E-commerce growth and opportunities for gig work in Kenya

The gig economy has blossomed in the past decade, not only in Kenya, but on a much broader scale in Africa. We have witnessed more online marketplaces for short-term and freelance jobs developing rapidly. Analysts say that this is only the beginning for developing economies, as more apps and players enter the market.

A report by Visa (SSA), Kenya ranks third in total volume of e-commerce in 2019 and 2020, South Africa was first, Nigeria came second. According to the report, the most important e-commerce enablers are the ability to access financial services, digital payment channels and digital infrastructure.

As per the report, e-commerce sales are projected to grow to $7 trillion across the globe by 2024.

The gig economy’s growth is also being driven by a burgeoning youth population looking for work. Kenya is experiencing a “youth bulge,” with approximately 20.1 percent of its population between the ages of 15 and 24. This ratio of youth is above the world’s average of 16.2 percent and sub-Saharan Africa’s average of 19.7 percent.

The growth of the gig economy has also been aided by the pervasiveness of technology and the ubiquity of mobile phones in many markets across Africa.

With the overall unemployment rates standing at slightly more than 26.4 percent, and the Kenyan economy’s inability to provide employment opportunities, the gig economy is increasingly providing alternative economic opportunities.

Gig work is gradually changing access to jobs and work opportunities from informal to digital platforms hence offering new revenue streams, creating more stability and formalising work conditions.

Many platforms have seen the gap and are beginning operations in Kenya. This has allowed, especially the youth, to take up the opportunities.

But despite the rapid expansion of the gig economy, there has been limited research on the size and impact in low- and middle-income countries.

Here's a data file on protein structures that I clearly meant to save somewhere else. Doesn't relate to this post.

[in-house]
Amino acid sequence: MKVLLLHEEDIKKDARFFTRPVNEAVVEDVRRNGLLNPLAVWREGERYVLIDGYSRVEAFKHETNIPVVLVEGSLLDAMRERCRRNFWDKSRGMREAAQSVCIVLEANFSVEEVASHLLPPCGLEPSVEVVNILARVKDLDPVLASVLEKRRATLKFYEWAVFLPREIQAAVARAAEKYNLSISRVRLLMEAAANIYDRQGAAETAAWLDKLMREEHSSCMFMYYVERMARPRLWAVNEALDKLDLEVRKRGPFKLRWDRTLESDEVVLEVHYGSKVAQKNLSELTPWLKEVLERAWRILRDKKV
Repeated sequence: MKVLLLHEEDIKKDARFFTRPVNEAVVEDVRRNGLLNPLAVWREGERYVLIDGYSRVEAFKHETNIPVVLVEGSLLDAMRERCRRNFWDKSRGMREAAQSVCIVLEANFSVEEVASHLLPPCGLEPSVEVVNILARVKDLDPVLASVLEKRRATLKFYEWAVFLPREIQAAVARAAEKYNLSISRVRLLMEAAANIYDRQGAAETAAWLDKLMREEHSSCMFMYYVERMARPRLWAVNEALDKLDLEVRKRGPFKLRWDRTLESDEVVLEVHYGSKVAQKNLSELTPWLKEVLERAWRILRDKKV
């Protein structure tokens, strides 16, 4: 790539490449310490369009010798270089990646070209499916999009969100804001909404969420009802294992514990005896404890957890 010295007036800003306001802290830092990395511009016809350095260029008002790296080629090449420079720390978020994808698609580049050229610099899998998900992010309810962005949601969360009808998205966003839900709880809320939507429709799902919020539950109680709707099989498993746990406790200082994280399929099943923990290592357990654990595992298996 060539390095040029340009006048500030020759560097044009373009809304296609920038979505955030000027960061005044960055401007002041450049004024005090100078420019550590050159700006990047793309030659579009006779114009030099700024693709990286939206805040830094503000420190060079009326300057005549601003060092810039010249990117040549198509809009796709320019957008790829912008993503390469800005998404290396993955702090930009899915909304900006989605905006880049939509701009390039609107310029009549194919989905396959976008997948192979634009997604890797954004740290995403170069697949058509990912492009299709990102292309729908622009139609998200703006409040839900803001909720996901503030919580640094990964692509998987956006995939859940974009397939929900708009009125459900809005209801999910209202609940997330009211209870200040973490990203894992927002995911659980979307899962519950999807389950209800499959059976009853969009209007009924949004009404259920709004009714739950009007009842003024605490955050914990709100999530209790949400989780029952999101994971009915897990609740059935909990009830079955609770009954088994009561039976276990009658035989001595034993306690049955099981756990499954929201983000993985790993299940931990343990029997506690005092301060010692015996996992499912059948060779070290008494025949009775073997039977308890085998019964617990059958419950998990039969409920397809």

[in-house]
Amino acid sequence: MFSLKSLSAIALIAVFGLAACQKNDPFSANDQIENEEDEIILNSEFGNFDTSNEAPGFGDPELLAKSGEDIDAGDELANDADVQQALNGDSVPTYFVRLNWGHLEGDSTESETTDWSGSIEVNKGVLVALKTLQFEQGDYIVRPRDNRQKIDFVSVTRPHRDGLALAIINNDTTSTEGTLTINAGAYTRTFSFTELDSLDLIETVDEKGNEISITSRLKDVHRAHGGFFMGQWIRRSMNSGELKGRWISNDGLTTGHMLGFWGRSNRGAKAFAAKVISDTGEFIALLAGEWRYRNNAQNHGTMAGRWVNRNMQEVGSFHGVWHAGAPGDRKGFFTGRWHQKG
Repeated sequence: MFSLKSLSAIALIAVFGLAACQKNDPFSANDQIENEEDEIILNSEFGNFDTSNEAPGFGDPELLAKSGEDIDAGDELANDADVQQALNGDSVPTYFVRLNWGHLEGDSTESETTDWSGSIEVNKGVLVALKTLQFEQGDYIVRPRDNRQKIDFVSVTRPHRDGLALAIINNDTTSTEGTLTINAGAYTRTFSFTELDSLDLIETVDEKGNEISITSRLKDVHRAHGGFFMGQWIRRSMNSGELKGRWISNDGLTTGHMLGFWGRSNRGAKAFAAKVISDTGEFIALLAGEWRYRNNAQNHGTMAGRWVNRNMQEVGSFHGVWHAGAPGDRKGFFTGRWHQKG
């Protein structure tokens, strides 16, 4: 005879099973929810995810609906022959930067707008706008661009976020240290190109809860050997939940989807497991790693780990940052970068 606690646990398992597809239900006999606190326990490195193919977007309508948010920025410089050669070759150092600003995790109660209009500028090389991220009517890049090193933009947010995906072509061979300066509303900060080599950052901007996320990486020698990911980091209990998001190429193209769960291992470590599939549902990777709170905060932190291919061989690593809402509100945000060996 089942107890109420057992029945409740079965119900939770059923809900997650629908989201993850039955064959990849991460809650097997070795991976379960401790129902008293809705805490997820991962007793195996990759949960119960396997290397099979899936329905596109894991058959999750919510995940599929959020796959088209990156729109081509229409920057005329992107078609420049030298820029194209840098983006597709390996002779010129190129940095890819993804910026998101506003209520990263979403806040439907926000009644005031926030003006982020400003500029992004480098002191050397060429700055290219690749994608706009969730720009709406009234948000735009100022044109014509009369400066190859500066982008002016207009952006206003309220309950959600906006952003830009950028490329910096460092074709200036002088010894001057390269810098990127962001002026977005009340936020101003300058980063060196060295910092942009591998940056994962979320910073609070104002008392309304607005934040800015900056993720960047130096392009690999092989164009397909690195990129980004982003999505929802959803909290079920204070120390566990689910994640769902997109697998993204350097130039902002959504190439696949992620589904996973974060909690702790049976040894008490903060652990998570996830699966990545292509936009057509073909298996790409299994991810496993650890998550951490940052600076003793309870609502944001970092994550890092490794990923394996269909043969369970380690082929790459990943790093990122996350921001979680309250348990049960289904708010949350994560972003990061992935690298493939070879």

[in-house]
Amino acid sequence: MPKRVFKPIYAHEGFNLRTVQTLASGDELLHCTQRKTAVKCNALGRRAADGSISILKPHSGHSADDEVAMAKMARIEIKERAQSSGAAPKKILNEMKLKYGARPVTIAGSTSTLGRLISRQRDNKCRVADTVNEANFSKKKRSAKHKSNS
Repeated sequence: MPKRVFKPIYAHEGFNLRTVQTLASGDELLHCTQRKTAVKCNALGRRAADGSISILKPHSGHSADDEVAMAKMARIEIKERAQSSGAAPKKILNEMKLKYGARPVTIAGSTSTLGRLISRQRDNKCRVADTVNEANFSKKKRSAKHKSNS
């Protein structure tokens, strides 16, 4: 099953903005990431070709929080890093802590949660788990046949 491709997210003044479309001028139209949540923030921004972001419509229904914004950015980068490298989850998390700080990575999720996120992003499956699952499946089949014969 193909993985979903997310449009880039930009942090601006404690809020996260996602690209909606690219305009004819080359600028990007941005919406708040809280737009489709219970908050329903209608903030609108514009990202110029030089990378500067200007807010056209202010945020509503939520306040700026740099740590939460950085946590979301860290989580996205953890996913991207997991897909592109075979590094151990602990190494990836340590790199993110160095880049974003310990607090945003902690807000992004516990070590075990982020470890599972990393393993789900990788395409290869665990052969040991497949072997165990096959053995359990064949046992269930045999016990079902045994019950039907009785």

This lack of knowledge limits investment in the development and growth of the gig economy. It also reduces policymakers’ ability to understand the experiences of workers and employers, thereby presenting a challenge for the development of evidence-based policy responses.

Other limiting factors include the fact that corporate and SME usage of gig workers is nascent, as is the uptake of online professional services. This is especially true among corporations due to their misperception that these workers are of poor quality.

Online gig work is also limited to urban areas, despite the efforts of government and other developmental actors to introduce youth in rural areas to digital skills and employment. Poor network coverage or connectivity quality, little information, and low awareness limit penetration.

Furthermore, women face societal and occupational barriers that limit their participation in the gig economy. Social norms and occupational segregation — the tendency for women to be employed in some sectors and not others — have significantly limited women’s engagement in gig work.

Policymakers, investors, tech innovators, training institutions and development agencies will be critical to generating demand for gig services, building skills and unlocking policy barriers. Collaboration between tech platforms and trainers can enable gig workers to develop soft skills, like communication, pricing and marketing.

The writer is Public Affairs Lead, Sub-Saharan Africa, at Glovo

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